Monday, 17 September 2018

For the last time

This poem captured my feelings this morning and the importance of cherishing a relationship with your children that one day will no longer exist, even in their memories, just in yours...

The Last Time

From the moment you hold your baby in your arms,
You will never be the same.
You might long for the person you were before,
When you had freedom and time,
And nothing in particular to worry about.
You will know tiredness like you never knew it before,
And days will run into days that are exactly the same,
Full of feeding and burping,
Whining and fighting,
Naps, or lack of naps. It might seem like a never-ending cycle.
But don't forget...
There is a last time for everything.
There will come a time when you will feed your baby
for the very last time.
They will fall asleep on you after a long day
And it will be the last time you ever hold your sleeping child.
One day you will carry them on your hip,
then set them down,
And never pick them up that way again.
You will scrub their hair in the bath one night
And from that day on they will want to bathe alone.
They will hold your hand to cross the road,
Then never reach for it again.
They will creep into your room at midnight for cuddles,
And it will be the last night you ever wake for this.
One afternoon you will sing 'the wheels on the bus'
and do all the actions,
Then you'll never sing that song again.
They will kiss you goodbye at the school gate,
the next day they will ask to walk to the gate alone.
You will read a final bedtime story and wipe your
last dirty face.
They will one day run to you with arms raised,
for the very last time.
The thing is, you won't even know it's the last time
until there are no more times, and even then,
it will take you a while to realise.
So while you are living in these times,
remember there are only so many of them and
when they are gone,
you will yearn for just one more day of them,
For one last time.

Monday, 10 September 2018

It's good to know that as long as you can prove that what you are writing is the truth, you can freely publish in the U.K.

UK defamation law reforms take effect from start of 2014

Anything your commenters say can be held against you, unless...

Old Bailey Lady Justice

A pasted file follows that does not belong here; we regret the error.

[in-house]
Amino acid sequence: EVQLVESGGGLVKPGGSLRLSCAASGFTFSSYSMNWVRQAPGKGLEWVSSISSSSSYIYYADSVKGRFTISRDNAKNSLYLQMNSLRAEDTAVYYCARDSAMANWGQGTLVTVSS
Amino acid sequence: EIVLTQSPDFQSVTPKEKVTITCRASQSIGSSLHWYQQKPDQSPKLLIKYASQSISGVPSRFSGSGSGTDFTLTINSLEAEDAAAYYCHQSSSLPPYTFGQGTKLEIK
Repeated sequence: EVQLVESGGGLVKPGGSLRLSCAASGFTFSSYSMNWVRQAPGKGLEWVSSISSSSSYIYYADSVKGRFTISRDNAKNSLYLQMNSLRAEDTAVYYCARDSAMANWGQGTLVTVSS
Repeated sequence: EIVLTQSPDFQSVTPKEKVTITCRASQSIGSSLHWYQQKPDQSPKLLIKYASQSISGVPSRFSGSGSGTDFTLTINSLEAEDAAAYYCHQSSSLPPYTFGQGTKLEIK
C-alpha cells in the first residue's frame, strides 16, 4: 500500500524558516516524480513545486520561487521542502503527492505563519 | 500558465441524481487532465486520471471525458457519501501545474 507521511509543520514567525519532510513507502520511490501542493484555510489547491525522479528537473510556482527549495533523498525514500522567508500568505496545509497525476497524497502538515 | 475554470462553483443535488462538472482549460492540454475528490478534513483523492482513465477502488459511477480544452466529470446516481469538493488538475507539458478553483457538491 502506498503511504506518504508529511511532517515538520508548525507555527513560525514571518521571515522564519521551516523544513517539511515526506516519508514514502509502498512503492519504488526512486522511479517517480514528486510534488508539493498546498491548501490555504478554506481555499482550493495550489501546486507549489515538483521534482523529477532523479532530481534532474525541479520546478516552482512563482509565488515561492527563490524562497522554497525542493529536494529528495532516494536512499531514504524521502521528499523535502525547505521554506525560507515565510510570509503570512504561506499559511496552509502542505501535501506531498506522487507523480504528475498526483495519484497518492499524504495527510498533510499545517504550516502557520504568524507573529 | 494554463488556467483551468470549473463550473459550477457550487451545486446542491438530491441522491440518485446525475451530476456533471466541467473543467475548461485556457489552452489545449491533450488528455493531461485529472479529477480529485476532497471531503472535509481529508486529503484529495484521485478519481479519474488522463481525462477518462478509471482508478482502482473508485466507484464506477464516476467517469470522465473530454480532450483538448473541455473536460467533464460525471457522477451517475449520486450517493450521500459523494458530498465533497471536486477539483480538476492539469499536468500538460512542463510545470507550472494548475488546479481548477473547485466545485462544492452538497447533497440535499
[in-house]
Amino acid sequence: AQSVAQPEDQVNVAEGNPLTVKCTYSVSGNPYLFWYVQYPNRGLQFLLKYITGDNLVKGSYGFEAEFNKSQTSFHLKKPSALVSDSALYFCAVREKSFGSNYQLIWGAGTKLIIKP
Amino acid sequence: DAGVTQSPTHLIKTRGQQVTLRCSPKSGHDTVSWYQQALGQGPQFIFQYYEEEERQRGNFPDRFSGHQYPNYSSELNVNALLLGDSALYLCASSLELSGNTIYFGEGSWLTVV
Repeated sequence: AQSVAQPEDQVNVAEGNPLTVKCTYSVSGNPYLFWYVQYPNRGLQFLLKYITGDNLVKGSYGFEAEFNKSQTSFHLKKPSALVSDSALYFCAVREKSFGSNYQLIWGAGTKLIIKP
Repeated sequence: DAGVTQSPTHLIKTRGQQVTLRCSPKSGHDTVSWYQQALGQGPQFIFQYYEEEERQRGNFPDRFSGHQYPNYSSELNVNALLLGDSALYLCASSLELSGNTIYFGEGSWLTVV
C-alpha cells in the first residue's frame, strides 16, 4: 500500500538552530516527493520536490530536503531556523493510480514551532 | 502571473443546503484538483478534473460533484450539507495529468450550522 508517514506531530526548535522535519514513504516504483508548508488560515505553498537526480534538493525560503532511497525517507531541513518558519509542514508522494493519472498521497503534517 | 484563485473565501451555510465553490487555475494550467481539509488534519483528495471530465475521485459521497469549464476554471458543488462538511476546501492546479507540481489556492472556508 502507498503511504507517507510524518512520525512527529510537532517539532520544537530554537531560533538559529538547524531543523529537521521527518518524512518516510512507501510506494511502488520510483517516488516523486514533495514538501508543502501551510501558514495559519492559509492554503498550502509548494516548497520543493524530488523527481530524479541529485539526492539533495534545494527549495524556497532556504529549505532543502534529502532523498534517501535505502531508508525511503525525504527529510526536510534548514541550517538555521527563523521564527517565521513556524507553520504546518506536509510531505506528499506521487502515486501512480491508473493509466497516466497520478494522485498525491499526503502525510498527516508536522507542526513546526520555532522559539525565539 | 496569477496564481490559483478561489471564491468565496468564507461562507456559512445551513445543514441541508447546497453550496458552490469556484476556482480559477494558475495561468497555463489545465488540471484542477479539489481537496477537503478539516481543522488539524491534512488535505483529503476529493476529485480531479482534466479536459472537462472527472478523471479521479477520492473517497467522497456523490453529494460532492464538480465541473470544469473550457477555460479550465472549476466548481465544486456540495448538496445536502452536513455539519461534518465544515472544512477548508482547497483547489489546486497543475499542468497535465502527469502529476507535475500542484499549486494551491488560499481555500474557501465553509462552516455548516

Justice minister Lord McNally has told the House of Lords that the new Defamation Act, which received Royal Assent in April, will take effect from the start of next year.
New regulations, which govern the process website operators must follow when informed about alleged defamatory comments on their site to avoid becoming liable for that material themselves, have also been passed by Parliament and will come into effect on 1 January as well.
"I believe that the process established by the regulations strikes a fair balance between freedom of expression and the protection of reputation and between the interests of all those involved, and that it will provide a useful and effective means of helping to resolve disputes over online material," Lord McNally said in the Grand Committee of the House of Lords.
The Defamation Act 2013 creates a new statutory defence for publishers to claim that allegedly defamatory statements constituted, or "formed part of", comments "on a matter of public interest" and that they "reasonably believed that publishing the statement complained of was in the public interest".
The Act also set into law a broad equivalent to the common law "Reynolds defence" for "responsible journalism" that has been available to publishers since it was established by the House of Lords in a case between former Irish Prime Minister Albert Reynolds and the Times Newspapers Ltd in 2001.
Under the Defamation Act, a statement can be said to be defamatory if its publication "caused or is likely to cause serious harm" to individuals' or businesses' reputation. However, only if businesses have suffered, or are likely to suffer, "serious financial loss", can they bring a claim of defamation against commentators.
The authors of defamatory comments can avoid becoming liable for damages if they can show "that the imputation conveyed by the statement complained of is substantially true" or, if the comments took the form of an opinion, that the opinion is one which "an honest person could have held the basis of any fact which existed at the time the statement complained of was published; anything asserted to be a fact in a privileged statement published before the statement complained of".
Authors shown not to have held the opinion themselves will use their right to rely on this 'honest opinion' defence.
Under the Act website operators can be pursued by those who claim they have been defamed as a result of comments on their site even if they are not the author of those comments. The new Defamation (Operators of Websites) Regulations sets out the process operators have to adhere to in order to escape liability for comments complained of.